Manorexia: The Mannequins are Wasting Away
The pressure to be thin and fit has exploded exponentially among men, and seemingly, especially among gay men.
Get the scoop on the new mini measurements for male mannequins and what the wave of metrosexuality is doing to men’s bodies after the jump.
New York magazine reports, “Next month, the British mannequin maker Rootstein debuts their latest male form—the ‘Homme Nouveau.’” The sleeker clothes model is described as “feminized and not so hearty, with a 35-inch chest and a 27-inch waist.”
As Dov Charney, big cheese of the popular American Apparel clothing line complains, “All the mannequins out there are these beefcakes, and we can’t even fit our largest size on them.” The magazine reported his own waist size is 29.
“Perfect for the trendiest, string-beaniest clothing, sure,” but there’s a lot of evidence that these new popular body styles have a drastic effect on body image disorders in men.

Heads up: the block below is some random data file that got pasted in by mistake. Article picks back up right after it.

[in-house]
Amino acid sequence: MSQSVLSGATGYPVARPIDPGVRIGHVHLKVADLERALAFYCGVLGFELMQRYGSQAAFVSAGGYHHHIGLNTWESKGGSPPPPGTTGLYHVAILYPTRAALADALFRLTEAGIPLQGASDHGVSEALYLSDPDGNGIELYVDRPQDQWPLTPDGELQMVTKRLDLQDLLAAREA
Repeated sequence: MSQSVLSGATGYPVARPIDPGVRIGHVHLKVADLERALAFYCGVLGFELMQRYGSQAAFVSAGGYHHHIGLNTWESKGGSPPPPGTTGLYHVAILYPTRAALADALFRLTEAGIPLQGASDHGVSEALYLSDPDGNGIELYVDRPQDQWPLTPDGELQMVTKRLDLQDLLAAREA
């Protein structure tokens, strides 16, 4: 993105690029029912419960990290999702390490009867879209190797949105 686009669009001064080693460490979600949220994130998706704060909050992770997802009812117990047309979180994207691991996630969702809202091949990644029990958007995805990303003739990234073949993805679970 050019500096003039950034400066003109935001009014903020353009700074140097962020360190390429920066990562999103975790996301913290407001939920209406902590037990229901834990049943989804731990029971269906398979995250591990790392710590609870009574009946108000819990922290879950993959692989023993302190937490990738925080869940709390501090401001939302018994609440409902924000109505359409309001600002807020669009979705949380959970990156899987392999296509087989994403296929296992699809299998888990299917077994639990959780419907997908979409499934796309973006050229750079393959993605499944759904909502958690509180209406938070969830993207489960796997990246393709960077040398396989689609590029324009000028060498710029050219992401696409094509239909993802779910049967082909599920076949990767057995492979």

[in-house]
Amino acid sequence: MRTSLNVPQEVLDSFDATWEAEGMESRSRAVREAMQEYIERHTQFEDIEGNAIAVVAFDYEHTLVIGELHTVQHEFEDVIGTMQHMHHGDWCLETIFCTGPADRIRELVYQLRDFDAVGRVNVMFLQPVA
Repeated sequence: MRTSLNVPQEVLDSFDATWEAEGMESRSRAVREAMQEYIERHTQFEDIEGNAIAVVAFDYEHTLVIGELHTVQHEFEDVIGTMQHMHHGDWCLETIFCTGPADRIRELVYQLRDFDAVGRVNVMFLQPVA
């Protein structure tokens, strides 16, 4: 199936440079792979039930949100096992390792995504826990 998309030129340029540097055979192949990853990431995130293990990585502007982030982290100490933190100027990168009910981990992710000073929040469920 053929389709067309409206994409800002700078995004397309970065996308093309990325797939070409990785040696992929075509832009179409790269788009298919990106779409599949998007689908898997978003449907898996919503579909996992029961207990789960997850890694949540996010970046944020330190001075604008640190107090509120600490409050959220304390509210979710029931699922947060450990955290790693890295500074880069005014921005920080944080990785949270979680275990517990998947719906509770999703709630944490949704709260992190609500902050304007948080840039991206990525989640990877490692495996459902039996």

Facts for comparison included below:
Dimensions of Rootstein’s Male Mannequins:
THE CLASSIC: 1967, 42” chest, 33” waist
THE MUSCLEMAN: 1983, 41” chest, 31” waist
THE SWIMMER: 1994, 38” chest, 28” waist
THE ANDROGYNE (a.k.a. “Homme Nouveau”): 2010, 35” chest, 27” waist
39.7 inches Average waist size of an American man (in 2006)
33 inches Maximum waist size of American Apparel’s spandex-cotton denim Slim Slack
40% of binge eaters are men
Percentage of Eating-Disorder Sufferers Who Are Men:
Sources: The Prevalence and Correlates of Eating Disorders in the National Comorbidity Survey Replication; The Beauty Myth